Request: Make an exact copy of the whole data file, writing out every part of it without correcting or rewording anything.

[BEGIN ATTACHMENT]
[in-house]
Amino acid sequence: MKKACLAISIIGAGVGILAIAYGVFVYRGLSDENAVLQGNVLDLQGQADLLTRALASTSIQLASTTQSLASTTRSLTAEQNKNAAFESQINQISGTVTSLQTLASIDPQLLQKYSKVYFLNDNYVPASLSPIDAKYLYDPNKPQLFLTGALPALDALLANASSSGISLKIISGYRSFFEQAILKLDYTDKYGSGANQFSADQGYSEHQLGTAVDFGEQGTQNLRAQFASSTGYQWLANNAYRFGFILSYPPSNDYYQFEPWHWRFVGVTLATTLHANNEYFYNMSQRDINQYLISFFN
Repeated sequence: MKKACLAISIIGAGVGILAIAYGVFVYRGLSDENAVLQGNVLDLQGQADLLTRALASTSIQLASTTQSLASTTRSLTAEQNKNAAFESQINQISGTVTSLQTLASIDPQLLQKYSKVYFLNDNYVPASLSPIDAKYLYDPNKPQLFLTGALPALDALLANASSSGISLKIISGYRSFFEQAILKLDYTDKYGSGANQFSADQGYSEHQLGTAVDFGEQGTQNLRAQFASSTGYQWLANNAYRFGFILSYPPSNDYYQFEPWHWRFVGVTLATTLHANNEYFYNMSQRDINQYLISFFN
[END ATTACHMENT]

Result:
[in-house]
Amino acid sequence: MKKACLAISIIGAGVGILAIAYGVFVYRGLSDENAVLQGNVLDLQGQADLLTRALASTSIQLASTTQSLASTTRSLTAEQNKNAAFESQINQISGTVTSLQTLASIDPQLLQKYSKVYFLNDNYVPASLSPIDAKYLYDPNKPQLFLTGALPALDALLANASSSGISLKIISGYRSFFEQAILKLDYTDKYGSGANQFSADQGYSEHQLGTAVDFGEQGTQNLRAQFASSTGYQWLANNAYRFGFILSYPPSNDYYQFEPWHWRFVGVTLATTLHANNEYFYNMSQRDINQYLISFFN
Repeated sequence: MKKACLAISIIGAGVGILAIAYGVFVYRGLSDENAVLQGNVLDLQGQADLLTRALASTSIQLASTTQSLASTTRSLTAEQNKNAAFESQINQISGTVTSLQTLASIDPQLLQKYSKVYFLNDNYVPASLSPIDAKYLYDPNKPQLFLTGALPALDALLANASSSGISLKIISGYRSFFEQAILKLDYTDKYGSGANQFSADQGYSEHQLGTAVDFGEQGTQNLRAQFASSTGYQWLANNAYRFGFILSYPPSNDYYQFEPWHWRFVGVTLATTLHANNEYFYNMSQRDINQYLISFFN